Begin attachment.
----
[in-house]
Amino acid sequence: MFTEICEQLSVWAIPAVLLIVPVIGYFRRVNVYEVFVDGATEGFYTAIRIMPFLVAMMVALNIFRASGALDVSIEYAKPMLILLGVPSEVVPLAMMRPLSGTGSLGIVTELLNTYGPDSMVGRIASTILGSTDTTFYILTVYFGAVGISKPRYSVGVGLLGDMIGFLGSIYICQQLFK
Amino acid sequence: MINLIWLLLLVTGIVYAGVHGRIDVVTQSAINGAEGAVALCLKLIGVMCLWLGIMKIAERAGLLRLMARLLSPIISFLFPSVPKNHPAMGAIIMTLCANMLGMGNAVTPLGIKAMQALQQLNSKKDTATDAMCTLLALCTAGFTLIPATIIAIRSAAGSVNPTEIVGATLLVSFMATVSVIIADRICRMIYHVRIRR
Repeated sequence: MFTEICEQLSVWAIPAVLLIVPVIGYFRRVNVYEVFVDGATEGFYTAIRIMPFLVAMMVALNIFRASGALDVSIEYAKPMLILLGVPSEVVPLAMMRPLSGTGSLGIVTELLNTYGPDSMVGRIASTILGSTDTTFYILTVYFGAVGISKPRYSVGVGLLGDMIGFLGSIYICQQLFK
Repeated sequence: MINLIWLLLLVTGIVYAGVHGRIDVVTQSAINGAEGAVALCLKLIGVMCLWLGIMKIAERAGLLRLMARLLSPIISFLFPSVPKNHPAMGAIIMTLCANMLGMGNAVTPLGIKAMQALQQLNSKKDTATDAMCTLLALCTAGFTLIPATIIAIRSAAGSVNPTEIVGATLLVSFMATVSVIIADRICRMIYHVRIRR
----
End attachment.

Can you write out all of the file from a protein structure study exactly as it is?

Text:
[in-house]
Amino acid sequence: MFTEICEQLSVWAIPAVLLIVPVIGYFRRVNVYEVFVDGATEGFYTAIRIMPFLVAMMVALNIFRASGALDVSIEYAKPMLILLGVPSEVVPLAMMRPLSGTGSLGIVTELLNTYGPDSMVGRIASTILGSTDTTFYILTVYFGAVGISKPRYSVGVGLLGDMIGFLGSIYICQQLFK
Amino acid sequence: MINLIWLLLLVTGIVYAGVHGRIDVVTQSAINGAEGAVALCLKLIGVMCLWLGIMKIAERAGLLRLMARLLSPIISFLFPSVPKNHPAMGAIIMTLCANMLGMGNAVTPLGIKAMQALQQLNSKKDTATDAMCTLLALCTAGFTLIPATIIAIRSAAGSVNPTEIVGATLLVSFMATVSVIIADRICRMIYHVRIRR
Repeated sequence: MFTEICEQLSVWAIPAVLLIVPVIGYFRRVNVYEVFVDGATEGFYTAIRIMPFLVAMMVALNIFRASGALDVSIEYAKPMLILLGVPSEVVPLAMMRPLSGTGSLGIVTELLNTYGPDSMVGRIASTILGSTDTTFYILTVYFGAVGISKPRYSVGVGLLGDMIGFLGSIYICQQLFK
Repeated sequence: MINLIWLLLLVTGIVYAGVHGRIDVVTQSAINGAEGAVALCLKLIGVMCLWLGIMKIAERAGLLRLMARLLSPIISFLFPSVPKNHPAMGAIIMTLCANMLGMGNAVTPLGIKAMQALQQLNSKKDTATDAMCTLLALCTAGFTLIPATIIAIRSAAGSVNPTEIVGATLLVSFMATVSVIIADRICRMIYHVRIRR